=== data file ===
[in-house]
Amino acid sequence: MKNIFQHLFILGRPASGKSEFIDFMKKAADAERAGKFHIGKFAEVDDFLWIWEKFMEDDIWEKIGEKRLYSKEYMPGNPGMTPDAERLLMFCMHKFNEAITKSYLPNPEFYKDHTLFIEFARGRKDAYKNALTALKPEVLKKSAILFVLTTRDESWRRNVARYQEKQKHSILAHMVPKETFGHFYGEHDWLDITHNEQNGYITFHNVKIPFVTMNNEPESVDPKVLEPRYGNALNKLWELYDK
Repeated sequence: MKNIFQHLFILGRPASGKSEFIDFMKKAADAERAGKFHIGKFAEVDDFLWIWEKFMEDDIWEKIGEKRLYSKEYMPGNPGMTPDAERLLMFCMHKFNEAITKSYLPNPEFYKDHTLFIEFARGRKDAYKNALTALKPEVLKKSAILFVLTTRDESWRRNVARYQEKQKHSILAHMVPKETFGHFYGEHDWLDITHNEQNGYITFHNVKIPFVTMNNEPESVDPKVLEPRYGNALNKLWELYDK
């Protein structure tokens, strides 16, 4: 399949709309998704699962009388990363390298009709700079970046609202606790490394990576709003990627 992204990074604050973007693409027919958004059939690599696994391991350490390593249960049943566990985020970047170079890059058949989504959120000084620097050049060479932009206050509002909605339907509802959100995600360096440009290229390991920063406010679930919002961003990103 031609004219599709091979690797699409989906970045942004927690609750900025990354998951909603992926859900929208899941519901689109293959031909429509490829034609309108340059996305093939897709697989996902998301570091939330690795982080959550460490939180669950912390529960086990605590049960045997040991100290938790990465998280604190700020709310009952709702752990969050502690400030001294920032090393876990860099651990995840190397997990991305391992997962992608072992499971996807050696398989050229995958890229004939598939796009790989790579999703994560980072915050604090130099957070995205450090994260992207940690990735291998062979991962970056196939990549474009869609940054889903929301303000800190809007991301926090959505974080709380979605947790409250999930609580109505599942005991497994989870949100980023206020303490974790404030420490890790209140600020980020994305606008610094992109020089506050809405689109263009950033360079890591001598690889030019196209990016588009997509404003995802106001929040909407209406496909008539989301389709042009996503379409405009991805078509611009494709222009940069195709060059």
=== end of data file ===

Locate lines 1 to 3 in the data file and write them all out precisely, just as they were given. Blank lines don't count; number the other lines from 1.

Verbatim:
[in-house]
Amino acid sequence: MKNIFQHLFILGRPASGKSEFIDFMKKAADAERAGKFHIGKFAEVDDFLWIWEKFMEDDIWEKIGEKRLYSKEYMPGNPGMTPDAERLLMFCMHKFNEAITKSYLPNPEFYKDHTLFIEFARGRKDAYKNALTALKPEVLKKSAILFVLTTRDESWRRNVARYQEKQKHSILAHMVPKETFGHFYGEHDWLDITHNEQNGYITFHNVKIPFVTMNNEPESVDPKVLEPRYGNALNKLWELYDK
Repeated sequence: MKNIFQHLFILGRPASGKSEFIDFMKKAADAERAGKFHIGKFAEVDDFLWIWEKFMEDDIWEKIGEKRLYSKEYMPGNPGMTPDAERLLMFCMHKFNEAITKSYLPNPEFYKDHTLFIEFARGRKDAYKNALTALKPEVLKKSAILFVLTTRDESWRRNVARYQEKQKHSILAHMVPKETFGHFYGEHDWLDITHNEQNGYITFHNVKIPFVTMNNEPESVDPKVLEPRYGNALNKLWELYDK